While in office, he suppressed the free press in Burma. In a country with a high poverty rate he provided his daughter with an expensive wedding that included diamonds and expensive champagne. Amnesty International has estimated that over a million Burmese persons had disappeared to slave or work camps and free speech was non-existent while he was in office. Buddhist monks that chose to protest were often beaten, killed, and dumped into the jungles of Burma by security forces.

In 1998, Shwe ordered the execution of 59 civilians living on Christie Island and within a few weeks another 22 fisherman in the region were also shot and killed.
4. Khmer Rouge Killing Fields

Answer: Pol Pot

Pol Pot was president of Cambodia between 1976 and 1979, during which time he instilled large amounts of fear and political unrest in the nation. Prior to his role as president, he was a well known developer of the communist system in Cambodia and participated in plotting rebellion.

He helped organize the Khmer Rouge a far-left political group and army. Pot used the Khmer Rouge army to invade the Cambodian countryside and arrest and execute anyone that were supposed "enemies" of the group. These people included opposition politicians, educated persons such as artists, musicians, and filmmakers, ethnic Vietnamese, Chinese, or Thai persons, and persons he deemed to be "economic saboteurs".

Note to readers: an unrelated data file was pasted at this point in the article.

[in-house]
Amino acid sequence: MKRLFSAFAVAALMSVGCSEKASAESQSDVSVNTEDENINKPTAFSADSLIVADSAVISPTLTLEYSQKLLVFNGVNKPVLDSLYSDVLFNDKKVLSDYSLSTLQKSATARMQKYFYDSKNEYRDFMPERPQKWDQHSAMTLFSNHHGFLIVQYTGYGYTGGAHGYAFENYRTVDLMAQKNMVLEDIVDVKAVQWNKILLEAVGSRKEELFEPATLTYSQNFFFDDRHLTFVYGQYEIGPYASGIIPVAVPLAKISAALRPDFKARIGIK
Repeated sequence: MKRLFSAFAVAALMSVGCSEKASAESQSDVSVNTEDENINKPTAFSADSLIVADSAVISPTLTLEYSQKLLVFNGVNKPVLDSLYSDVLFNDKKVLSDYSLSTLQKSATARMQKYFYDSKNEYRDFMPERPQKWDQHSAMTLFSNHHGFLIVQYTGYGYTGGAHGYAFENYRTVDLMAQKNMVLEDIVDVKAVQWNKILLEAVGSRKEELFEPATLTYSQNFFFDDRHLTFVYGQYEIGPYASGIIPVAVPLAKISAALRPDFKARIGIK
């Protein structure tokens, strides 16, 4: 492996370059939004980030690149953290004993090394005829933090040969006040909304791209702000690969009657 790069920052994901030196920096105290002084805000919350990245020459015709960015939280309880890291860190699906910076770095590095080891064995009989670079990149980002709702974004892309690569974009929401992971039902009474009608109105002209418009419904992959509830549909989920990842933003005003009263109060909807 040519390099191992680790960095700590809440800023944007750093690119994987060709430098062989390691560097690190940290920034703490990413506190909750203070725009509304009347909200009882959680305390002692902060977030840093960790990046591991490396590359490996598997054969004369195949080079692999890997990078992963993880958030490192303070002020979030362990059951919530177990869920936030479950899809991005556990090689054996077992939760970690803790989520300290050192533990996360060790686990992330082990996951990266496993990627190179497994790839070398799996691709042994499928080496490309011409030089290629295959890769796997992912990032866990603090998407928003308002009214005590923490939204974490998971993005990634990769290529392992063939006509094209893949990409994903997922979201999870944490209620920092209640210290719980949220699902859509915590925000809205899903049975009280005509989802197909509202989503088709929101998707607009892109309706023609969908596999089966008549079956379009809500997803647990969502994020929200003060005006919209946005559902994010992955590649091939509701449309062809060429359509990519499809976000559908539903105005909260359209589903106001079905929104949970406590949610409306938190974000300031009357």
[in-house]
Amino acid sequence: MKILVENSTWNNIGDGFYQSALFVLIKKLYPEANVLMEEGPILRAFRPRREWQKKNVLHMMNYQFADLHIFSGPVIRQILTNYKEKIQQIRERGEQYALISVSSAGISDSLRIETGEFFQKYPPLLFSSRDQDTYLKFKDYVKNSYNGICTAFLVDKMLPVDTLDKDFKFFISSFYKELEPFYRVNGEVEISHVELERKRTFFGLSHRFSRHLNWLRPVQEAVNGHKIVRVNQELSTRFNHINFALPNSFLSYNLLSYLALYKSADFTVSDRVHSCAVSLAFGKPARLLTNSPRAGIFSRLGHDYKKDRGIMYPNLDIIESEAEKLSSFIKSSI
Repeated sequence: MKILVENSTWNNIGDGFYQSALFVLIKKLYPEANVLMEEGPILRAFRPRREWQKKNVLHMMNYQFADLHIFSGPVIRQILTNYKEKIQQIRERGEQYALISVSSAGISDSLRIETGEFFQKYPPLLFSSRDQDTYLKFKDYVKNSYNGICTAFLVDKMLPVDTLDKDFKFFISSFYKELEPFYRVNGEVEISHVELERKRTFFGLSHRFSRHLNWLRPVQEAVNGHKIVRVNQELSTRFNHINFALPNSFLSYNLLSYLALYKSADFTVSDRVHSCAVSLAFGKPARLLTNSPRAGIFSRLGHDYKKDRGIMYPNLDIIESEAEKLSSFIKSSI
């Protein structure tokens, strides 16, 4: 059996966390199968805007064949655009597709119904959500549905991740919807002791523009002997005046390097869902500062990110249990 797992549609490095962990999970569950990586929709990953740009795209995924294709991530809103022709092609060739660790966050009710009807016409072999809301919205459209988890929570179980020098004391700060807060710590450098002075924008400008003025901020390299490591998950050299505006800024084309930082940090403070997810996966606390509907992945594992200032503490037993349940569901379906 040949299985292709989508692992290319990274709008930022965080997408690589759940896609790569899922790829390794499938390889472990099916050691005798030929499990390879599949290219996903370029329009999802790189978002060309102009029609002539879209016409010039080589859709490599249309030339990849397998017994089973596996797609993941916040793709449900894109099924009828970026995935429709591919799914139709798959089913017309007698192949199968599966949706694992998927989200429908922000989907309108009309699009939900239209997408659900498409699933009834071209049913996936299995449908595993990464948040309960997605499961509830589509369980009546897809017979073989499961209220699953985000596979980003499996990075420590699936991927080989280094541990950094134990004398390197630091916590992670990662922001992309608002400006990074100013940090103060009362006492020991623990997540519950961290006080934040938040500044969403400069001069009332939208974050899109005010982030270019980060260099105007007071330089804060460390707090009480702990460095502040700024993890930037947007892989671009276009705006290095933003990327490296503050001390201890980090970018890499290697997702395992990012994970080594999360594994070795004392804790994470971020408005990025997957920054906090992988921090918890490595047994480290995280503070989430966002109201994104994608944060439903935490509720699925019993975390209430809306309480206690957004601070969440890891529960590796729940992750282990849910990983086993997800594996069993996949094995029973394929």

These people were then disposed of in what have been called the "Khmer Rouge Killing Fields" in an event that is now known as the "Cambodian Genocide".

These fields were "mass graves" and it is estimated that up to 3 million Cambodians were executed or killed while another 2.5 million were starved to death.
5. Murder of his mother, Agrippina the Younger

Answer: Nero

It is believed that during Nero's reign as the last emperor of the Julio-Claudian dynasty, he brought Italy into in severe debt and many of the provinces in ruins. In 59 A.D. Nero had is mother Agrippina the Younger executed for reasons that remain unknown today. Most historians believe that there was a rift between Nero and his mother due to an affair that Nero had with Poppaea Sabina (a Roman Empress who became his second wife).

After the death of his mother his reign had gone into decline. The later years of his reign include the "Great Fire of Rome" which many consider to have been a plot to redeem himself as he organized a relief effort and even allowed citizens into the palaces to provide shelter.

Others believe it was just an accidental fire.

In the end, Nero was declared a public enemy of the state and was to commit suicide but instead refused to do so. He had his private secretary Epaphroditos complete the task for him.
6. First Sacred War against Kirrha

Answer: Cleisthenes of Sicyon

Between 600 and 560 BCE, Cleisthenes was the tyrant of Sicyon and is believed to have waged two wars. One of these wars was against the city of Kirrha while the other was against the Dorian ethnic group which he had anti-sentiment for. The war against Kirrha or "First Sacred War" destroyed much of the city and much of its citizens were forced to flee due to being poisoned (by use of poison through a discovered water pipe). For his efforts, Cleisthenes was given a generous reward and even organized the first Pythian Games to celebrate the end of the fighting. He often emphasized the destruction of Dorian culture through various epithets which described them in a negative way including "swine-men" and "pig-men".